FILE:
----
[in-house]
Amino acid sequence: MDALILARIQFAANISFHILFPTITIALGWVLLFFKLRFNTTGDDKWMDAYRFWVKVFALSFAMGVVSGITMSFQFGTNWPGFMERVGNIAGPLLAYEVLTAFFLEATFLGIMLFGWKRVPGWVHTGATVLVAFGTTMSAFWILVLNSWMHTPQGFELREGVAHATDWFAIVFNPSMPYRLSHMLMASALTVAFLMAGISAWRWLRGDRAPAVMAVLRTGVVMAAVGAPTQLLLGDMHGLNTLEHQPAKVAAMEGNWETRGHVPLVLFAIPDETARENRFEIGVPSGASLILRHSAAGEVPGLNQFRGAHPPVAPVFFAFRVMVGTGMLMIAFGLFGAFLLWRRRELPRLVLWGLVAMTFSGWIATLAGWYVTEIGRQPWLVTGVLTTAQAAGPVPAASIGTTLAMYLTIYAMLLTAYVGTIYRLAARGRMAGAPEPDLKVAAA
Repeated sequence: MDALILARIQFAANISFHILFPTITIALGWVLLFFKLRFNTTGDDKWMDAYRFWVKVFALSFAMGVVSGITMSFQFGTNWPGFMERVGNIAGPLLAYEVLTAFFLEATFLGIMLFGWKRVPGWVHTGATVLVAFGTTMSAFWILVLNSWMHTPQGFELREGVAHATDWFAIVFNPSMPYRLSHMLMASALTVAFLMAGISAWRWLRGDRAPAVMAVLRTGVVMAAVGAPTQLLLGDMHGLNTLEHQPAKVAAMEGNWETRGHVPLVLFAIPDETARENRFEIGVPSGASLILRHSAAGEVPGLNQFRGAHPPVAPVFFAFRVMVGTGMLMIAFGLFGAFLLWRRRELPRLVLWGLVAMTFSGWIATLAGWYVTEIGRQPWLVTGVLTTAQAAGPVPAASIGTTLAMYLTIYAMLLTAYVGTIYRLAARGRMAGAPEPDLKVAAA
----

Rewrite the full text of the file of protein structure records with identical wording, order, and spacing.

[in-house]
Amino acid sequence: MDALILARIQFAANISFHILFPTITIALGWVLLFFKLRFNTTGDDKWMDAYRFWVKVFALSFAMGVVSGITMSFQFGTNWPGFMERVGNIAGPLLAYEVLTAFFLEATFLGIMLFGWKRVPGWVHTGATVLVAFGTTMSAFWILVLNSWMHTPQGFELREGVAHATDWFAIVFNPSMPYRLSHMLMASALTVAFLMAGISAWRWLRGDRAPAVMAVLRTGVVMAAVGAPTQLLLGDMHGLNTLEHQPAKVAAMEGNWETRGHVPLVLFAIPDETARENRFEIGVPSGASLILRHSAAGEVPGLNQFRGAHPPVAPVFFAFRVMVGTGMLMIAFGLFGAFLLWRRRELPRLVLWGLVAMTFSGWIATLAGWYVTEIGRQPWLVTGVLTTAQAAGPVPAASIGTTLAMYLTIYAMLLTAYVGTIYRLAARGRMAGAPEPDLKVAAA
Repeated sequence: MDALILARIQFAANISFHILFPTITIALGWVLLFFKLRFNTTGDDKWMDAYRFWVKVFALSFAMGVVSGITMSFQFGTNWPGFMERVGNIAGPLLAYEVLTAFFLEATFLGIMLFGWKRVPGWVHTGATVLVAFGTTMSAFWILVLNSWMHTPQGFELREGVAHATDWFAIVFNPSMPYRLSHMLMASALTVAFLMAGISAWRWLRGDRAPAVMAVLRTGVVMAAVGAPTQLLLGDMHGLNTLEHQPAKVAAMEGNWETRGHVPLVLFAIPDETARENRFEIGVPSGASLILRHSAAGEVPGLNQFRGAHPPVAPVFFAFRVMVGTGMLMIAFGLFGAFLLWRRRELPRLVLWGLVAMTFSGWIATLAGWYVTEIGRQPWLVTGVLTTAQAAGPVPAASIGTTLAMYLTIYAMLLTAYVGTIYRLAARGRMAGAPEPDLKVAAA